· ~x + bi). With this notation, we can define a layer ` of a neural network
N `
that takes in an I-dimensional input and returns a O-dimensional output as
N
`
(x) :=
ν
`
1
(~x), ν`
2
(~x), · · · , ν`
O(~x)
?
x ∈ R
I
= σ(WT
` ~x +~b`) W` ∈ R
dI×dO defined as [ ~w
`
1
, . . . , ~w`
O],
and ~b` ∈ R
dO defined as [b
`
1
, . . . , b`
O]
T
.
Here ~w
`
i
and b
`
i
refers to the weight and the bias associated with neuron ν
`
i
in layer `, and the
activation function σ is applied pointwise. An L-layer (feed-forward) neural network FL-layer
is then defined as a network consisting of network layers N 1
, . . . , N L, where the input to
layer i is the output of layer i − 1. By convention, input to the first layer (layer 1) is the actual
input data.
(i) Consider a nonlinear activation function σ : R → R defined as x 7→ 1/(1 + e
−x
). Show
that ∂σ
∂x = σ(x)(1 − σ(x)).
(ii) Consider a single layer feed forward neural network that takes a dI -dimensional input and returns a dO-dimensional output, defined as F1-layer(x) := σ(WT x + b) for
some dI × dO weight matrix W and a dO × 1 vector b. Given a training dataset
(x1, y1), . . . ,(xn, yn), we can define the average error (with respect to the network
parameters) of predicting yi from input example xi as:
E(W, b) := 1
2n
Xn
i=1
kF1-layer(xi) − yik
2
.
What is ∂E
∂W , and ∂E
∂b ?
(note: we can use this gradient in a descent-type procedure to minimize this error and
learn a good setting of the weight matrix that can predict yi from xi
.)
(iii) Although reasonably expressive, single layer neural networks are not flexible enough
to approximate arbitrary smooth functions. Here we will focus on approximating onedimensional functions f : R → [0, 1] (the range of the function is taken in the interval
[0, 1] only for convenience, one can transform any bounded function to this interval
by simple scaling and translating) with a multi-layer neural network. Consider a Llayer neural network FL-layer as described above. Given a sample of input-output pairs
(x1, y1), . . . ,(xn, yn) generated from an unknown fixed function f, one can approximate f from FL-layer by learning the appropriate parameters by minimizing the following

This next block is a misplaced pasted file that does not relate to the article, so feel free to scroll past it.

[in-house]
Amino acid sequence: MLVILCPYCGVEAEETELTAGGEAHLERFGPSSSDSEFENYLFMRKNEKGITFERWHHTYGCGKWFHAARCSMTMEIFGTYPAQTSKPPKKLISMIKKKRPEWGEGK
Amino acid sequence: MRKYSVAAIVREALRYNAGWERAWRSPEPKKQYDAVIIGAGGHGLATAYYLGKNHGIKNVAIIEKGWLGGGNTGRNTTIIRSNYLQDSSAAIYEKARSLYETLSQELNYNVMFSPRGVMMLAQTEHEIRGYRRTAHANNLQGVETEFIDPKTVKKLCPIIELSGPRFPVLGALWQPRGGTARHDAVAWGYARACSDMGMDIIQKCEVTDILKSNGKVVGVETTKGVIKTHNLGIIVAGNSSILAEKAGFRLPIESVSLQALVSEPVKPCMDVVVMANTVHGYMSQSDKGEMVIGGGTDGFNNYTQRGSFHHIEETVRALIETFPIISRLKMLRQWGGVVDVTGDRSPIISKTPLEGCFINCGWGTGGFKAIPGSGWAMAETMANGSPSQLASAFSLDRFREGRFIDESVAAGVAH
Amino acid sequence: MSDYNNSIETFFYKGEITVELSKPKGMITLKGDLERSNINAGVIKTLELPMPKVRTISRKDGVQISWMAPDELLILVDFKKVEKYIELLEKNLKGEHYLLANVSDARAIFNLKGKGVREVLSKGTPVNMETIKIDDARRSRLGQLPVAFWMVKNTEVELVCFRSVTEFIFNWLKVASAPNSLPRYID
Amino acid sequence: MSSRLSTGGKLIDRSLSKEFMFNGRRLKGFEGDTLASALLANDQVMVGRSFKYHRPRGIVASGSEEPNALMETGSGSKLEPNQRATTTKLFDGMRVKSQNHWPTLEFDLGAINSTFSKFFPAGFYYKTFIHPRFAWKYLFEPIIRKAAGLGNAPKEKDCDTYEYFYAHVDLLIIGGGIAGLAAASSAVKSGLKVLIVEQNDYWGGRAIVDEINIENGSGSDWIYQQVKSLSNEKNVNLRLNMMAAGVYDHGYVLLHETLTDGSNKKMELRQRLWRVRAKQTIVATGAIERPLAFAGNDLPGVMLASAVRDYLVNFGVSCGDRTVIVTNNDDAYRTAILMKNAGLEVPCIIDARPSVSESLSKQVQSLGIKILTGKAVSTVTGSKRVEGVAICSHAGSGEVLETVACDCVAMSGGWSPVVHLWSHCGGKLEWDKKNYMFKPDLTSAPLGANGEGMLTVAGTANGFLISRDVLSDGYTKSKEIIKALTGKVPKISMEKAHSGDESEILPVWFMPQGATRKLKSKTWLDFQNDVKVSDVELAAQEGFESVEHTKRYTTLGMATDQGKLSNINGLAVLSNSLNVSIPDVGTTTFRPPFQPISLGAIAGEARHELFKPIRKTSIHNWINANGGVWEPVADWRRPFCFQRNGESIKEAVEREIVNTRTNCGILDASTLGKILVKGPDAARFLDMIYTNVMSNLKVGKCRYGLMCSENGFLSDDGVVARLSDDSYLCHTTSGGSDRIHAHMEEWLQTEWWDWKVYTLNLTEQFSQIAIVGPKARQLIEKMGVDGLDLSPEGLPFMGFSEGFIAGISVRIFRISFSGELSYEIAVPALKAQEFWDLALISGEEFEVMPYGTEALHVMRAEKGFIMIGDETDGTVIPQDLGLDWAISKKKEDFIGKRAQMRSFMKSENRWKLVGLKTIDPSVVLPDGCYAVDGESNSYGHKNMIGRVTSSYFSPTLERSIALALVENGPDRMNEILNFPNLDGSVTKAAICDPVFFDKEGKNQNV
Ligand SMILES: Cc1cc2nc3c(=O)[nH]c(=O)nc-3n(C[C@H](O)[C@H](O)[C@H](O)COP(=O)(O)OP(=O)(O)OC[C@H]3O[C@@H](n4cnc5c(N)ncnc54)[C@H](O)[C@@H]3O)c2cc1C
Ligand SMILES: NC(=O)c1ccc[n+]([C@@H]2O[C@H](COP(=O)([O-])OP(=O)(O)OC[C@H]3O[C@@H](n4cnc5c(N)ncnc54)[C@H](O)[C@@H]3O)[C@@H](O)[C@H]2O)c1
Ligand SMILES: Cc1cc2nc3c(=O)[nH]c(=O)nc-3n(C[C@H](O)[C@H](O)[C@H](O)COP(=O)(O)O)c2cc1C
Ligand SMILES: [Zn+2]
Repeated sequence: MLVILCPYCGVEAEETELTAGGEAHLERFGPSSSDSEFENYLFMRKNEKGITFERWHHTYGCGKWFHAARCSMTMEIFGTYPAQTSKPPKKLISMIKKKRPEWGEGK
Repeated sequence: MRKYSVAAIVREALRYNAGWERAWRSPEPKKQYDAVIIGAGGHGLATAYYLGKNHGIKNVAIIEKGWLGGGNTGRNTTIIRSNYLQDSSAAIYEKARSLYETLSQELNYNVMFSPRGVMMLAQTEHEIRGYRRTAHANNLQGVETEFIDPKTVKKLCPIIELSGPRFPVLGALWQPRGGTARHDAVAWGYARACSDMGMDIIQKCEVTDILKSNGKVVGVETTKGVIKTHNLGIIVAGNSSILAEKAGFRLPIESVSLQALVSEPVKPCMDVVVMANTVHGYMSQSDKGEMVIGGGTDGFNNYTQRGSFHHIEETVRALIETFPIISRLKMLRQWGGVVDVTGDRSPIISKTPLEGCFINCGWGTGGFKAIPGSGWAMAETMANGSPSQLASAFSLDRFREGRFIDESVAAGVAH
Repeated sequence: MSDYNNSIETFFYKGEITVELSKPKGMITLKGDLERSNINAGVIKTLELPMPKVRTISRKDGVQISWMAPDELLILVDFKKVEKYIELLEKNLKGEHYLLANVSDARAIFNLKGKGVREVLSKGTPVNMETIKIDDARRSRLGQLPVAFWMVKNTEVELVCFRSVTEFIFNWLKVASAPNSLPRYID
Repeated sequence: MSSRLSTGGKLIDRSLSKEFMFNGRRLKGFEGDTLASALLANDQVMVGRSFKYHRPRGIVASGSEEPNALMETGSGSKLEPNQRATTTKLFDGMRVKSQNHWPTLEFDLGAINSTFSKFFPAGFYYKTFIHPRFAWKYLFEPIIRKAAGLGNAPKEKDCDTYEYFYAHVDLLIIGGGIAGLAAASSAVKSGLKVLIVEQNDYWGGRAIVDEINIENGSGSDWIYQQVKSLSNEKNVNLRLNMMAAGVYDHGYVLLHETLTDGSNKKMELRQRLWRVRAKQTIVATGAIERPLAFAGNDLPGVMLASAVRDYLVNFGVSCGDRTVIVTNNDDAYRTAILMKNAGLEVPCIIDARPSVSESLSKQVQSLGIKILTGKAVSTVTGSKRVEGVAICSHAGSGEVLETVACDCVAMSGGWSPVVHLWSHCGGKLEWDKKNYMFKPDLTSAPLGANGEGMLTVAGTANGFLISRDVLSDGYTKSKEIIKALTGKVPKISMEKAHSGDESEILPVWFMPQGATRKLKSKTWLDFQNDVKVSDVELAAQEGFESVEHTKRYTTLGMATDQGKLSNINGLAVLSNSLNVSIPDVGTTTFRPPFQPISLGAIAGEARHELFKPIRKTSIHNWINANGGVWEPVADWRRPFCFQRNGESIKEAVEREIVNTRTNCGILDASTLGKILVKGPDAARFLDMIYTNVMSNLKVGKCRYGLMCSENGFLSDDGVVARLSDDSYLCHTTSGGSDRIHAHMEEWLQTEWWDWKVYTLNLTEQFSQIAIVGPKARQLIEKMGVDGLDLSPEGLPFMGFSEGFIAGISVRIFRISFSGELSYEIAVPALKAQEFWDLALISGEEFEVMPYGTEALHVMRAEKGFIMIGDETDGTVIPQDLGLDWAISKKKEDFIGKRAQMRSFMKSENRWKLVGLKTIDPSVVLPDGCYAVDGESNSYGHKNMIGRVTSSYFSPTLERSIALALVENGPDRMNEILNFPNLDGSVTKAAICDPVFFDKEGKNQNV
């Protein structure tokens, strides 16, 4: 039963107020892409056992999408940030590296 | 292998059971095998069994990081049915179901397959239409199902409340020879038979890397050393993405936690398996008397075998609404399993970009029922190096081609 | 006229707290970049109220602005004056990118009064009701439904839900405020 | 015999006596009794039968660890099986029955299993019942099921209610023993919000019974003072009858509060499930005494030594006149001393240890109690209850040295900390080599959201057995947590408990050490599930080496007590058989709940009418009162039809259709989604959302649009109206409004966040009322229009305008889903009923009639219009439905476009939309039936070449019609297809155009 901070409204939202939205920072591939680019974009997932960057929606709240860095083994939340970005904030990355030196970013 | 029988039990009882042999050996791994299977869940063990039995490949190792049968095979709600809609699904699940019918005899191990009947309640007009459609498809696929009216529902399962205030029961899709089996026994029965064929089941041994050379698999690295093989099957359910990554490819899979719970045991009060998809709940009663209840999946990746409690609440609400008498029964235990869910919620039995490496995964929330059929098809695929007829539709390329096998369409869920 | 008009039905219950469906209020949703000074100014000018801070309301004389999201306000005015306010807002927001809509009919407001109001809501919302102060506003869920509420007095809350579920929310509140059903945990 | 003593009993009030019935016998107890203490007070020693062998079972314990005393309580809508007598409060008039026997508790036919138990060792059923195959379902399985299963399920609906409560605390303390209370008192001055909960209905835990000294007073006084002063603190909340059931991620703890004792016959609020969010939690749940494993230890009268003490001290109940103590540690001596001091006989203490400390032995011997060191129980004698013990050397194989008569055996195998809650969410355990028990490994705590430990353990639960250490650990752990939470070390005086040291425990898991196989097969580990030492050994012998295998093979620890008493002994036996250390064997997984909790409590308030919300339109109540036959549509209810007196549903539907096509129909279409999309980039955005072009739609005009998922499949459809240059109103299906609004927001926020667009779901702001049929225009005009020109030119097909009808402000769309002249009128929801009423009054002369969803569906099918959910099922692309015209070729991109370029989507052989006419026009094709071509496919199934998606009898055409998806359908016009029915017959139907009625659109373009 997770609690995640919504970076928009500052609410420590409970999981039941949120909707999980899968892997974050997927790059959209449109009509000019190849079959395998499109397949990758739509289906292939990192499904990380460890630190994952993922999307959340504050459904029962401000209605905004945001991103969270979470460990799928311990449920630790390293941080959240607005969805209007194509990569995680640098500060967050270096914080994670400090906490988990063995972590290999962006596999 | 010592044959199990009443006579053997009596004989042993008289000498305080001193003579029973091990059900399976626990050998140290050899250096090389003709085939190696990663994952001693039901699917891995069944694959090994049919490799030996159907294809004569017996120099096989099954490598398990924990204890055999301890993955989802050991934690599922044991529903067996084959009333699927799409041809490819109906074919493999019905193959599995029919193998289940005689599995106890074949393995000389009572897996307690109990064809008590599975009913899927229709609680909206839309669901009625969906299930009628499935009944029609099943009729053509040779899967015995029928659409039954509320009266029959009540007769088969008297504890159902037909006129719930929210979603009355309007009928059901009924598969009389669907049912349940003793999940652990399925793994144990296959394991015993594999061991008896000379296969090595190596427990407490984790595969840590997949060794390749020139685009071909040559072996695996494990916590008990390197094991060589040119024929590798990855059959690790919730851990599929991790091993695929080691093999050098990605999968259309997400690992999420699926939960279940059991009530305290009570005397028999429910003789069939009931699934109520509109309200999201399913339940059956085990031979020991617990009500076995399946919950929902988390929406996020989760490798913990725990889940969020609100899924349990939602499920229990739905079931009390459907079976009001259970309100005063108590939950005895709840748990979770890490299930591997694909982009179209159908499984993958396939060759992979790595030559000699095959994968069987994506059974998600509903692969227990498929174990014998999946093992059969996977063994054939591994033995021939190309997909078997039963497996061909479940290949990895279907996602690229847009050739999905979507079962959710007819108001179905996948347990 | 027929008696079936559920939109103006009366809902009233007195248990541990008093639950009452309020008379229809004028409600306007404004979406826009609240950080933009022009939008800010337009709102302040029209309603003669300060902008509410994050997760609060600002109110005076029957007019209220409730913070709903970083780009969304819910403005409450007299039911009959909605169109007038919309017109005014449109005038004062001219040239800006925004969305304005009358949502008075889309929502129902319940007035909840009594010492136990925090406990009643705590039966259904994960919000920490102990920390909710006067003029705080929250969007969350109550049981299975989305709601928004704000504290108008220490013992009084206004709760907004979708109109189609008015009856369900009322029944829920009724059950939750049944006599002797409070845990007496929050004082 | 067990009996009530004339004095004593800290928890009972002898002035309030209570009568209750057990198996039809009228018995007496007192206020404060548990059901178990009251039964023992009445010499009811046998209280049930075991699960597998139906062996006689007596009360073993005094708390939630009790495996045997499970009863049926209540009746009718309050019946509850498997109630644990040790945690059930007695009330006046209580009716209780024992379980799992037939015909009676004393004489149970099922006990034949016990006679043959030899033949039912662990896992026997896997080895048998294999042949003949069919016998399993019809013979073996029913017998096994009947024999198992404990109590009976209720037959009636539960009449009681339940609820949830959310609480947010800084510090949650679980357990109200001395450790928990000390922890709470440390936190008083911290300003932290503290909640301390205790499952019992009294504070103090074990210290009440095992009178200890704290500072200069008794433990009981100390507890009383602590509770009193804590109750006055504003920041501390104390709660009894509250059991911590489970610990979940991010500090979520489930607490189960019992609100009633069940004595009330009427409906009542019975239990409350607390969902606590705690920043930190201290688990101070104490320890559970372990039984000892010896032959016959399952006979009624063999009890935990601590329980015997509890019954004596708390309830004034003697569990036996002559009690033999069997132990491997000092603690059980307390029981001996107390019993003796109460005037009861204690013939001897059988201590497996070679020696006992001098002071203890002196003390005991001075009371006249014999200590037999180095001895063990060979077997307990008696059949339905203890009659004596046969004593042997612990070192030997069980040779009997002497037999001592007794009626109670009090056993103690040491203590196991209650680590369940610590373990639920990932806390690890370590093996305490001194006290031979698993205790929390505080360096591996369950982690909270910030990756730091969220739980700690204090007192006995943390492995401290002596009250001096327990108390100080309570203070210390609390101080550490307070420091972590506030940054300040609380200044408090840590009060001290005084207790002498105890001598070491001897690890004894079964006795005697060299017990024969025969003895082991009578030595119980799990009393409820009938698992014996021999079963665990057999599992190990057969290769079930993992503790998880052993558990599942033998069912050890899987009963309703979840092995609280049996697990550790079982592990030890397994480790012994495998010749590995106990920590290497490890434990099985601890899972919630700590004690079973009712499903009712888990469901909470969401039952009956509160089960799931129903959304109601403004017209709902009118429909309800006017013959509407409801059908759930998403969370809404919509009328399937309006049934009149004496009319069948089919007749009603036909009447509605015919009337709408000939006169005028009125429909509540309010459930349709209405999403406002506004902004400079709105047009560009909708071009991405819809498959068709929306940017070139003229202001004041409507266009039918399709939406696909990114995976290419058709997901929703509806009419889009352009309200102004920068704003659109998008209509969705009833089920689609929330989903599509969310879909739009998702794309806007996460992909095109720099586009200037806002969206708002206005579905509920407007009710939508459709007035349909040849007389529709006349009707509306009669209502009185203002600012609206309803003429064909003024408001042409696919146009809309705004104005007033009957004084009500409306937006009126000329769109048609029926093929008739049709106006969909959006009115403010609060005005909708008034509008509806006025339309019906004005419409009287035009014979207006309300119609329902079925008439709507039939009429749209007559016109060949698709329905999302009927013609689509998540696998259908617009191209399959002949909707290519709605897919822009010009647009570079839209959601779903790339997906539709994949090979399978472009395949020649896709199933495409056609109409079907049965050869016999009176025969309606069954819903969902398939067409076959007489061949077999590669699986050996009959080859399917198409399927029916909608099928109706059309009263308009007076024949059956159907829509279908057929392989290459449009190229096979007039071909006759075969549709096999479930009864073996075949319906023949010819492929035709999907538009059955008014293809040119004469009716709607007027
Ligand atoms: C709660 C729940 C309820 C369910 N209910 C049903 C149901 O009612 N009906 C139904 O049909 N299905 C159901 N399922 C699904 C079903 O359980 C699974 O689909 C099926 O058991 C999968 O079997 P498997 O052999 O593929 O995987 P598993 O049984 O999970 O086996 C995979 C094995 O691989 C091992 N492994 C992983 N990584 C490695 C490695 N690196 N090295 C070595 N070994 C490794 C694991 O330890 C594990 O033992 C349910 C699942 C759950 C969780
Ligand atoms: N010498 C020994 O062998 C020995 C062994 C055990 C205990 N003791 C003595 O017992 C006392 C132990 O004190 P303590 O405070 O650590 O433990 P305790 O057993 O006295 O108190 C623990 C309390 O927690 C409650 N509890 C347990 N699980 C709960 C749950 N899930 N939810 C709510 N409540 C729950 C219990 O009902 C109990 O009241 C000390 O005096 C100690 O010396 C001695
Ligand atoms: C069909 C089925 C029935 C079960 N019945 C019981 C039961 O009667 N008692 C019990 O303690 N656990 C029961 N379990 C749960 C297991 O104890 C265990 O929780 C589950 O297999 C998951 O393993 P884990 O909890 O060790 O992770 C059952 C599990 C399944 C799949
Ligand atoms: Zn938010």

error function.

E(W1, b1, . . . , WL, bL) := 1
2n
Xn
i=1
kFL-layer(xi) − yik
2
=
1
2n
Xn
i=1
kN L
◦ · · · ◦ N 1
(xi) − yik
2
.
Assuming that our input data is one dimensional, that is each xi ∈ R and yi ∈ [0, 1],
implement a gradient descent procedure to learn the parameters of a two-layer (ie, L =
2) feed forward neural network. Note that since each yi
is 1-dimensional, layer N 2
only contains one neuron. Layer N 1
can contain an arbitrary number, say k, neurons.
Graphically the network you are implementing looks as follows.
. . .
input (x) network
output (ŷ)
Here is the pseudocode of your implementation.
Learn 2-layer neural network for 1-d functions
input: data (x1, y1), . . . ,(xn, yn),
. size of the intermediate layer k
– Initialize weight parameters (W1, b1),(W2, b2) randomly
– Repeat until convergence:
– for each training example (xi
, yi)
– compute the network output yˆi on xi
– compute gradients ∂E
∂W2
,
∂E
∂b2
,
∂E
∂W1
,
∂E
∂b1
– update weight parameters:
– Wnew
2
:= W2 − η
∂E
∂W2
, b
new
2
:= b2 − η
∂E
∂b2
– Wnew
1
:= W1 − η
∂E
∂W1
, b
new
1
:= b1 − η
∂E
∂b1
7
You must submit your code on Courseworks to receive full credit.
(iv) Download hw2data 2.mat from the course website. It contains two vector valued
variables X and Y . Each row in Y is a noisy realization of applying an unknown smooth
1-dimensional function to the corresponding row in X. You can visualize the relationship between these variables by plotting X on the x-axis and Y on the y-axis.
Use your implementation from part (iii) to learn the unknown mapping function which
can yield Y from X. Once the network parameters are learned, plot the network output
on the y-axis (in red) along with the given Y values (in blue) for each input value X on
the x-axis.
8